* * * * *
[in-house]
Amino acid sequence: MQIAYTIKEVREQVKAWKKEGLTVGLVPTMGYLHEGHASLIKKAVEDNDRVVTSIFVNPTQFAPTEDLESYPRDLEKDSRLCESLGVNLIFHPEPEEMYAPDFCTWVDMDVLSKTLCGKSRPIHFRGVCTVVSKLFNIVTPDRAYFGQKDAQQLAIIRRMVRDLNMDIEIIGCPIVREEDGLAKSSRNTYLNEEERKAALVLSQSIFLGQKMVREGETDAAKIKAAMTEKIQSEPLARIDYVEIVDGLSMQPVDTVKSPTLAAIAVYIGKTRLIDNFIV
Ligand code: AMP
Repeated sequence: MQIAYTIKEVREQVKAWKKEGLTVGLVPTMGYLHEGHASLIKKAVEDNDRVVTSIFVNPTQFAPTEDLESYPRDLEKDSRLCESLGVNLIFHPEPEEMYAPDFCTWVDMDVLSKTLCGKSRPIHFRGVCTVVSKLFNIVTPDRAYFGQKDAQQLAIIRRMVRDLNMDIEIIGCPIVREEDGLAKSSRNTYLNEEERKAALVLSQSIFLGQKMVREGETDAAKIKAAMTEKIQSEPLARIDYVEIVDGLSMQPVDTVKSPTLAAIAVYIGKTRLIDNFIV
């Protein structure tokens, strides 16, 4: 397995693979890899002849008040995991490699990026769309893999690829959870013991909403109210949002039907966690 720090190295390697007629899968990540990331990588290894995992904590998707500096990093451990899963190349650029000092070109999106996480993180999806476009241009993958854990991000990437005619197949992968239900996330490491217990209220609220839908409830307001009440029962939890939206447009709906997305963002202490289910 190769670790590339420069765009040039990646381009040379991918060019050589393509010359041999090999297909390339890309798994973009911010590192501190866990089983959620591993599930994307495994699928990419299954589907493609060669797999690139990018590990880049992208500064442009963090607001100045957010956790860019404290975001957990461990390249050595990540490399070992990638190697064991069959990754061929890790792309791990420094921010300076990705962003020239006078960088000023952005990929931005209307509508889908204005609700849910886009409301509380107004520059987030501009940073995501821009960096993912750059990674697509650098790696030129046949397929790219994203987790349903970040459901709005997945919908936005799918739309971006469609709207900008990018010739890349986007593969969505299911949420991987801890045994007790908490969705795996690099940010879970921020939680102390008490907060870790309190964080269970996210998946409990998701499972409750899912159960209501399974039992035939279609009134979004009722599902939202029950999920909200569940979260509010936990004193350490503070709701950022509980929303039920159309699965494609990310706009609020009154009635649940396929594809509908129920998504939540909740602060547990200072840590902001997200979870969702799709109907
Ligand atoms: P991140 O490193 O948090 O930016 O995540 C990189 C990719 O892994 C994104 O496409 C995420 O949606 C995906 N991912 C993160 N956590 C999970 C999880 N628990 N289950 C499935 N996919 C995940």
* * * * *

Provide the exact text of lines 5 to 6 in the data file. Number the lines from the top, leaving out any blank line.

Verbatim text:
């Protein structure tokens, strides 16, 4: 397995693979890899002849008040995991490699990026769309893999690829959870013991909403109210949002039907966690 720090190295390697007629899968990540990331990588290894995992904590998707500096990093451990899963190349650029000092070109999106996480993180999806476009241009993958854990991000990437005619197949992968239900996330490491217990209220609220839908409830307001009440029962939890939206447009709906997305963002202490289910 190769670790590339420069765009040039990646381009040379991918060019050589393509010359041999090999297909390339890309798994973009911010590192501190866990089983959620591993599930994307495994699928990419299954589907493609060669797999690139990018590990880049992208500064442009963090607001100045957010956790860019404290975001957990461990390249050595990540490399070992990638190697064991069959990754061929890790792309791990420094921010300076990705962003020239006078960088000023952005990929931005209307509508889908204005609700849910886009409301509380107004520059987030501009940073995501821009960096993912750059990674697509650098790696030129046949397929790219994203987790349903970040459901709005997945919908936005799918739309971006469609709207900008990018010739890349986007593969969505299911949420991987801890045994007790908490969705795996690099940010879970921020939680102390008490907060870790309190964080269970996210998946409990998701499972409750899912159960209501399974039992035939279609009134979004009722599902939202029950999920909200569940979260509010936990004193350490503070709701950022509980929303039920159309699965494609990310706009609020009154009635649940396929594809509908129920998504939540909740602060547990200072840590902001997200979870969702799709109907
Ligand atoms: P991140 O490193 O948090 O930016 O995540 C990189 C990719 O892994 C994104 O496409 C995420 O949606 C995906 N991912 C993160 N956590 C999970 C999880 N628990 N289950 C499935 N996919 C995940």